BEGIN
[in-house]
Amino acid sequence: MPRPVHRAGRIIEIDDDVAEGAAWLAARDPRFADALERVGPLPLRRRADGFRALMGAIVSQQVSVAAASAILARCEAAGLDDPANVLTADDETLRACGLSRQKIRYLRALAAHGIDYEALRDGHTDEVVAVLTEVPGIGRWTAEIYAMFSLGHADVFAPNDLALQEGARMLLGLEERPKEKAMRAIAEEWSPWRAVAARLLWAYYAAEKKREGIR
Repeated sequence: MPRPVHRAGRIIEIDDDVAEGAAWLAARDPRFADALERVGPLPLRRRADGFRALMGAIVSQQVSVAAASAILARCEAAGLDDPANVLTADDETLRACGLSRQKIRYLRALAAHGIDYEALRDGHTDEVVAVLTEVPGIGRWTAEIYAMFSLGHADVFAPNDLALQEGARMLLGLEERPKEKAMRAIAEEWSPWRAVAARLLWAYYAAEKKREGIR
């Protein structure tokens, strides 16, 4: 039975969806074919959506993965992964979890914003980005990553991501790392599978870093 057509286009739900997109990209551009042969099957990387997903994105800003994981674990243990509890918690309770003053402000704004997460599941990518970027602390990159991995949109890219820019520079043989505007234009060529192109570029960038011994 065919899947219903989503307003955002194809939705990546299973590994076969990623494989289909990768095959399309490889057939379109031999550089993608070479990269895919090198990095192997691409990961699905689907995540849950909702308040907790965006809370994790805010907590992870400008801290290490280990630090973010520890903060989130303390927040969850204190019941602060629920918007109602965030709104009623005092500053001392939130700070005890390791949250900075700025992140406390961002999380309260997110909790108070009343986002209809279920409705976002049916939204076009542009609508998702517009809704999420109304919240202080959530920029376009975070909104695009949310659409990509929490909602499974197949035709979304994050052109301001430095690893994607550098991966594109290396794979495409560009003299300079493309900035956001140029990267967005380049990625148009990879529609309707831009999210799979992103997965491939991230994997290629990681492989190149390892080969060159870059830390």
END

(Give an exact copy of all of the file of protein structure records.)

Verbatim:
[in-house]
Amino acid sequence: MPRPVHRAGRIIEIDDDVAEGAAWLAARDPRFADALERVGPLPLRRRADGFRALMGAIVSQQVSVAAASAILARCEAAGLDDPANVLTADDETLRACGLSRQKIRYLRALAAHGIDYEALRDGHTDEVVAVLTEVPGIGRWTAEIYAMFSLGHADVFAPNDLALQEGARMLLGLEERPKEKAMRAIAEEWSPWRAVAARLLWAYYAAEKKREGIR
Repeated sequence: MPRPVHRAGRIIEIDDDVAEGAAWLAARDPRFADALERVGPLPLRRRADGFRALMGAIVSQQVSVAAASAILARCEAAGLDDPANVLTADDETLRACGLSRQKIRYLRALAAHGIDYEALRDGHTDEVVAVLTEVPGIGRWTAEIYAMFSLGHADVFAPNDLALQEGARMLLGLEERPKEKAMRAIAEEWSPWRAVAARLLWAYYAAEKKREGIR
């Protein structure tokens, strides 16, 4: 039975969806074919959506993965992964979890914003980005990553991501790392599978870093 057509286009739900997109990209551009042969099957990387997903994105800003994981674990243990509890918690309770003053402000704004997460599941990518970027602390990159991995949109890219820019520079043989505007234009060529192109570029960038011994 065919899947219903989503307003955002194809939705990546299973590994076969990623494989289909990768095959399309490889057939379109031999550089993608070479990269895919090198990095192997691409990961699905689907995540849950909702308040907790965006809370994790805010907590992870400008801290290490280990630090973010520890903060989130303390927040969850204190019941602060629920918007109602965030709104009623005092500053001392939130700070005890390791949250900075700025992140406390961002999380309260997110909790108070009343986002209809279920409705976002049916939204076009542009609508998702517009809704999420109304919240202080959530920029376009975070909104695009949310659409990509929490909602499974197949035709979304994050052109301001430095690893994607550098991966594109290396794979495409560009003299300079493309900035956001140029990267967005380049990625148009990879529609309707831009999210799979992103997965491939991230994997290629990681492989190149390892080969060159870059830390």